In the battle for rideshare supremacy, Lyft has been the quintessential second-mover to its rival Uber.
Lyft which is hosting its IPO roadshow this week, appears likely to beat Uber to the public market in a massive $23-billion IPO, but an analyst tells Benzinga that until both companies can prove a path to profitability, he's detouring around the highly anticipated IPOs.
“Uber and Lyft are in a duopoly situation that poses a problem for both companies. Neither company has reached a breakeven point in cost per rider; they are still losing money for each ride, and as long as they want to undercut each other in that way, it will prevent them from gaining profitability,” said Ted Bauman, economist and senior research analyst at Banyan Hill Publishing.
Uber: Bigger Market Share, Bigger Loses
Of the two companies, Bauman said he prefers Lyft: Uber's approximately 60-percent market share “means they lose more money," he told Benzinga.
“The critical question is: where does that breakeven point come from? The way to reduce breakeven is to reduce cost, and Lyft has an advantage because they haven't pursued the enormous international outreach that Uber has,” Bauman said. “Lyft has more scope to reduce cost because they haven't taken that international approach.”
The analyst said it's more likely Lyft will reach profitability than Uber.
“Because Lyft has decided to focus on the U.S. market and perfect a business model here, it is much more likely to reach profitability than Uber because it hasn't saddled itself with the additional burden with trying to figure out these international markets. Lyft, by choosing not to do that, is more likely to reach profitability first.”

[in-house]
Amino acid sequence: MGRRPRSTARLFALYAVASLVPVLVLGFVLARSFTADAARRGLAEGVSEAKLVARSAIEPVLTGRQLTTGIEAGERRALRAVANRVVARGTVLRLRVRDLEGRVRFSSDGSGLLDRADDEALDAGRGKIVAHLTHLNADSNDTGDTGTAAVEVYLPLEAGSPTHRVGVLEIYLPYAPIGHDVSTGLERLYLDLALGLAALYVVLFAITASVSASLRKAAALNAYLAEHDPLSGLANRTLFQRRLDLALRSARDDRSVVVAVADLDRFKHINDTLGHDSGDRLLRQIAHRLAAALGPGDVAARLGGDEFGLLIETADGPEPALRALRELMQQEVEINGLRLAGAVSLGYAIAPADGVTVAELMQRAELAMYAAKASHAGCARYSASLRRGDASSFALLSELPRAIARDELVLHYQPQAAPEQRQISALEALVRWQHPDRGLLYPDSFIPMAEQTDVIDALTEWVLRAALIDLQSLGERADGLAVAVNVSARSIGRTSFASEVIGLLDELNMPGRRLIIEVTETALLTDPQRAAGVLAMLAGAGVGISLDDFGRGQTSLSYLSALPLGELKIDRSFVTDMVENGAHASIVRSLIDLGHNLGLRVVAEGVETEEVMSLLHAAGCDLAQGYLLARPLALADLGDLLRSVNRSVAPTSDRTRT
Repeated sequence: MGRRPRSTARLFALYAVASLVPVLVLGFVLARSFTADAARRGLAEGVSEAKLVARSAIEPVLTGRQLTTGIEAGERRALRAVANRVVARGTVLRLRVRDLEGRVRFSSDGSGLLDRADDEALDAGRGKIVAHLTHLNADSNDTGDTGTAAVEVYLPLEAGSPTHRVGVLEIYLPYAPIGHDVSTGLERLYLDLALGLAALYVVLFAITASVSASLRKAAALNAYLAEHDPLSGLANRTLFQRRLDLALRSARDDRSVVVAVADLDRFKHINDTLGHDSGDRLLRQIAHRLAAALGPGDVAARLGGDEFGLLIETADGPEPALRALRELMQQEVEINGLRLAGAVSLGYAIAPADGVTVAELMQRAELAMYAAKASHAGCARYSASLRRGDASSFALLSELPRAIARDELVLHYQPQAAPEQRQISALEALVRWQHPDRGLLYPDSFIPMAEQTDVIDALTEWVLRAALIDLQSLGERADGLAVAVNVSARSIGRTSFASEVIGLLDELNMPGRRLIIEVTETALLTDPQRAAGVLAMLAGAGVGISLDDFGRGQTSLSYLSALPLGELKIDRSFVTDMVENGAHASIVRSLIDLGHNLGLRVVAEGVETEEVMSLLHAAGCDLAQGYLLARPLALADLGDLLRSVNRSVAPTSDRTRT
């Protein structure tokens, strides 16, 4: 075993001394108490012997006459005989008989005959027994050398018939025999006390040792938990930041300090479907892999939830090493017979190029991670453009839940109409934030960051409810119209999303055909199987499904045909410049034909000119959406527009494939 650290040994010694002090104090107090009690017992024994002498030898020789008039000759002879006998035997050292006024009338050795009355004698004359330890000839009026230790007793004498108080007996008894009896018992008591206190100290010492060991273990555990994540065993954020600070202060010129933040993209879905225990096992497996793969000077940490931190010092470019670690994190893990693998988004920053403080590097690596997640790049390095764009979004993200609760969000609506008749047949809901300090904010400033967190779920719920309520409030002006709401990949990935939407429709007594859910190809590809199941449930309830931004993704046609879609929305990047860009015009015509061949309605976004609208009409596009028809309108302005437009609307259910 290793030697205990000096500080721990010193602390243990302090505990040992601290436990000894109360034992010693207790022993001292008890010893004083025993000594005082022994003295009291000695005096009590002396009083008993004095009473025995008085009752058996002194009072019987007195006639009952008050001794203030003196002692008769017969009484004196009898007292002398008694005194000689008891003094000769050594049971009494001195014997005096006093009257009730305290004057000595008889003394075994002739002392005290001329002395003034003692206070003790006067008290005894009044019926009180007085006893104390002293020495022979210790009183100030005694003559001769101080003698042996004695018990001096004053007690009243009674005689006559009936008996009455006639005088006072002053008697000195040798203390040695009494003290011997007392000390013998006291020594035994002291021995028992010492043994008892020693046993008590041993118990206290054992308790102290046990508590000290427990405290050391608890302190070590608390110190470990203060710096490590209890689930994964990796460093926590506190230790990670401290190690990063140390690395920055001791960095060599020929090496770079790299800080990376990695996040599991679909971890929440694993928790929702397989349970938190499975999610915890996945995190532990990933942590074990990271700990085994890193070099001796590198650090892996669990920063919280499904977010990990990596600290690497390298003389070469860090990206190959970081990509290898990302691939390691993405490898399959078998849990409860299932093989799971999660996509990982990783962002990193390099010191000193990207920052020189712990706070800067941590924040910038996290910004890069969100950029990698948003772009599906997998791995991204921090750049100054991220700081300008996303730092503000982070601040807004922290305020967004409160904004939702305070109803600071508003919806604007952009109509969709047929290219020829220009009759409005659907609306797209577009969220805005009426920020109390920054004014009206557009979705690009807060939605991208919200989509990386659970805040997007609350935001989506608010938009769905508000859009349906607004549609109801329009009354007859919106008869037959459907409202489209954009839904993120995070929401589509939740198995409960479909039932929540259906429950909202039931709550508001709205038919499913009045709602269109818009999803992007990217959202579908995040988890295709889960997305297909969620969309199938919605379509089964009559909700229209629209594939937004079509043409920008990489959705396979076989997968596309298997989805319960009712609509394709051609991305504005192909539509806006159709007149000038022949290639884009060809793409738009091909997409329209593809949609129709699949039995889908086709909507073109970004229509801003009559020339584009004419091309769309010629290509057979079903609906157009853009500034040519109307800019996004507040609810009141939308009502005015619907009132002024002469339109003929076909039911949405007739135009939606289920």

Lyft has doubled its market share in the past two years by increasing awareness and avoiding the PR mishaps that have embroiled Uber, Bauman said.
When asked if the move to the public market means these companies have tapped out their venture capital funding, Bauman said: “most companies reach a point where they want to show their VC partners they are aggressively courting retail level investors.”
It's a natural process at this stage of development, the economist said.
"Whether they will get to a point where they will reach profitability to a point where people will keep buying its shares, that's where I have doubt. I don't think the companies will go bankrupt, but they will have a hard time convincing investors to buy the stock."
'Steer Clear Of Both IPOs'
Bauman said he would wait and see until both companies post a few quarterly reports to make a more educated buying decision.
“I don’t recommend people to buy this IPO because I don’t see a short-term path to profitability. It remains to be seen whether it would be worth buying when the dip occurs after the IPO.”
Lyft could go public as soon as next week. Uber's IPO roadshow is scheduled for April.
Photo courtesy of Uber.
© 2023 Benzinga.com. Benzinga does not provide investment advice. All rights reserved.